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Korean War remembered in Veterans Day ceremonies in Cumberland, Yarmouth, North Yarmouth

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Korean War remembered in Veterans Day ceremonies in Cumberland, Yarmouth, North Yarmouth

CUMBERLAND — The wintry temperatures of Monday morning's Veterans Day ceremony was offset by the warmth of the crowds that met veterans of the Korean War, who were paraded from town to town to be recognized for their efforts six decades ago.

After assembling at the AmVets hall in Yarmouth, veterans from that town, Cumberland and North Yarmouth were bused to the veterans memorial at Moss Side Cemetery in Cumberland for the first of three ceremonies, then to Village Green in North Yarmouth and finally to Yarmouth Town Green, where the last ceremony was held.

State Rep. Steve Moriarty, D-Cumberland, gave a speech in his town, as did  attorney Thad Day in North Yarmouth and Cumberland resident Bill Green of WCSH-TV in Yarmouth.

Each ceremony included recognition of the Korean War veterans, presentation of a wreath, reading of names of deceased Korean War veterans, and the playing of taps. A luncheon for the vets followed at the AmVets hall in Yarmouth.

Nearly 100 flags, showing the names of living and deceased Korean War veterans from Cumberland, dotted the grass near the Moss Side Cemetery monument.

Smiling out at the sea of more than 200 veterans and community members who crowded into the cemetery, Town Manager Bill Shane said he had not been sure what kind of turnout the event would have, "but this is fantastic."

Starting in 1950, just five years after the end of World War II, the Korean War ran three years and claimed about 1.2 million military and civilian lives on both sides, according to a resolution read recently at a Cumberland Town Council meeting. More than 36,000 American soldiers and sailors were killed, and more than 8,100 are missing in action. More than 300,000 American military personnel were sent to the Korean Peninsula during the conflict.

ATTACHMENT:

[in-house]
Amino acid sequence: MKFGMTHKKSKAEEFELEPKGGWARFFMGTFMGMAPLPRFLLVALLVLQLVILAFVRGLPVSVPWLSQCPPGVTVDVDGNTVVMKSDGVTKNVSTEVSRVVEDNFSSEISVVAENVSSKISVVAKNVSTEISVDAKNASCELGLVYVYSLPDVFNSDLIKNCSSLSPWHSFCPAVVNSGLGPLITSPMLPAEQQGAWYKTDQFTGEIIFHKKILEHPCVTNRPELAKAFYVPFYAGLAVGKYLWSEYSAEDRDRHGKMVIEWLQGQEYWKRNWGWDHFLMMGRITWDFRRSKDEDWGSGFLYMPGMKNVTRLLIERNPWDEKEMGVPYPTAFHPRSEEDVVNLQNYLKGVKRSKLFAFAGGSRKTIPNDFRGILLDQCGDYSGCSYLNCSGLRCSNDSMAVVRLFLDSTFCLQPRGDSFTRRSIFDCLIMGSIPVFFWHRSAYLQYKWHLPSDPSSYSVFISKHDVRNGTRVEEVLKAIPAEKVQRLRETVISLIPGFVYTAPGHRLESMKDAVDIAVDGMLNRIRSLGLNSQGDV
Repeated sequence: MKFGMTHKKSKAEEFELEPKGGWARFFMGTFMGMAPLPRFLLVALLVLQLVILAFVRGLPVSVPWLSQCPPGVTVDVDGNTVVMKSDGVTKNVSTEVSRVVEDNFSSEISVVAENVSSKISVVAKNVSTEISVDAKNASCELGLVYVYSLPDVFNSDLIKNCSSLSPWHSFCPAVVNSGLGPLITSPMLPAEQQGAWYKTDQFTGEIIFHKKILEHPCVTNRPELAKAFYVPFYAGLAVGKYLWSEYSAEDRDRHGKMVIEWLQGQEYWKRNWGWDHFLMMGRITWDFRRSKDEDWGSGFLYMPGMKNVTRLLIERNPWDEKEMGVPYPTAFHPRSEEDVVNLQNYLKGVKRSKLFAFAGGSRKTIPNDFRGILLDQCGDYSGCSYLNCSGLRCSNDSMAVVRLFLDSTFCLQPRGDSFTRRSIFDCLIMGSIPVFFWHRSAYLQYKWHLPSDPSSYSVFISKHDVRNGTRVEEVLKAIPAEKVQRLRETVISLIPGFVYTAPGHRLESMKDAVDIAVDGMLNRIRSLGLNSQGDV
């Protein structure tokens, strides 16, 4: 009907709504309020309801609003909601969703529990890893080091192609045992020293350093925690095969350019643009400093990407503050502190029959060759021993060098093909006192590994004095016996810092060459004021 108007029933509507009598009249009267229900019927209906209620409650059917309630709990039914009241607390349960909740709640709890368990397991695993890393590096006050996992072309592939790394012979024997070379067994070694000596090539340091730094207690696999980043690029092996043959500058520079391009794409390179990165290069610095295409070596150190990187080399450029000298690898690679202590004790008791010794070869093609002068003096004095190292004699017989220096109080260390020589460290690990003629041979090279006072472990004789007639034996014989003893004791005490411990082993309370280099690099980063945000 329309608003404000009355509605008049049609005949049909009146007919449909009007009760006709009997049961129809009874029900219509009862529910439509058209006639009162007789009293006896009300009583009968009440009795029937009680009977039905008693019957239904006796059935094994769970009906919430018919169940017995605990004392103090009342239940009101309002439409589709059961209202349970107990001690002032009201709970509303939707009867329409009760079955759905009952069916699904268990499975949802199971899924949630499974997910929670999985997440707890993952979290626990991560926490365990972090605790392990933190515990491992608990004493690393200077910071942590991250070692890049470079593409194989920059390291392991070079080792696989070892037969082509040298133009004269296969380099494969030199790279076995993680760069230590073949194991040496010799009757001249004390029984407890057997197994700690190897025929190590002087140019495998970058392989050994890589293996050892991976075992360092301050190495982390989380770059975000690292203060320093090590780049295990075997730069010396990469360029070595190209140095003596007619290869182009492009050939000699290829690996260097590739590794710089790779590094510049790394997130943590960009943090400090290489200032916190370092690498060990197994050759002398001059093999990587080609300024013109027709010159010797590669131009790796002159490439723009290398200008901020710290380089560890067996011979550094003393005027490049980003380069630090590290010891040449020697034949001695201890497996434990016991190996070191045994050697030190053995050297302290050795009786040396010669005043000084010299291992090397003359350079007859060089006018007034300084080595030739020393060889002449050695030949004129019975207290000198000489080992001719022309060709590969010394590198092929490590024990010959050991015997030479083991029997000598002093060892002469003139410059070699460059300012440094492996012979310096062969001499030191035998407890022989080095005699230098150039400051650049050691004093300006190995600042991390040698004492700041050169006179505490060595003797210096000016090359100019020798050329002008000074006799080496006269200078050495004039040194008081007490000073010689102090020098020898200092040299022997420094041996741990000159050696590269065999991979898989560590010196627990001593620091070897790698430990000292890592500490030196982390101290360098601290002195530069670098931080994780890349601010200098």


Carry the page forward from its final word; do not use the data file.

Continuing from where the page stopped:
"At the mid-point of the 20th century the world was in a dangerous and unstable
condition," Moriarty said during his speech. "The economies of Europe were a shambles following the devastation of the 1940s. Our war-time alliance with the Soviet Union had collapsed, to be replaced by a cold war that split nations into opposing armed camps and left the globe in a state of tense co-existence."

Following the invasion of Democratic South Korea by Communist North Korea, the U.S. entered the fray to defend the south. The U.S. supplied about 90 percent of the troops who supported the United Nations, Moriarty said.

"It was the hottest period of the cold war, and the conflict was a violent and deadly beginning to the second half of the century," he remarked. "Unfortunately, it would not be the last such conflict that the world would experience in the following decades."

Moriarty's comments reflected the tensions that continue to this day between the two Koreas. But he noted that the Americans who gave so much of themselves accomplished much 60 years ago.

"You stopped the spread of Stalinism," he told the white-haired audience members being honored Monday. "You saved South Korea. You saved the newly democratized country of Japan, and other countries on the eastern rim of Asia. Your courage under the most difficult conditions showed the world that we would not retreat or be intimidated by power-minded dictators."

Alex Lear can be reached at 781-3661 ext. 113 or alear@theforecaster.net. Follow him on Twitter: @learics.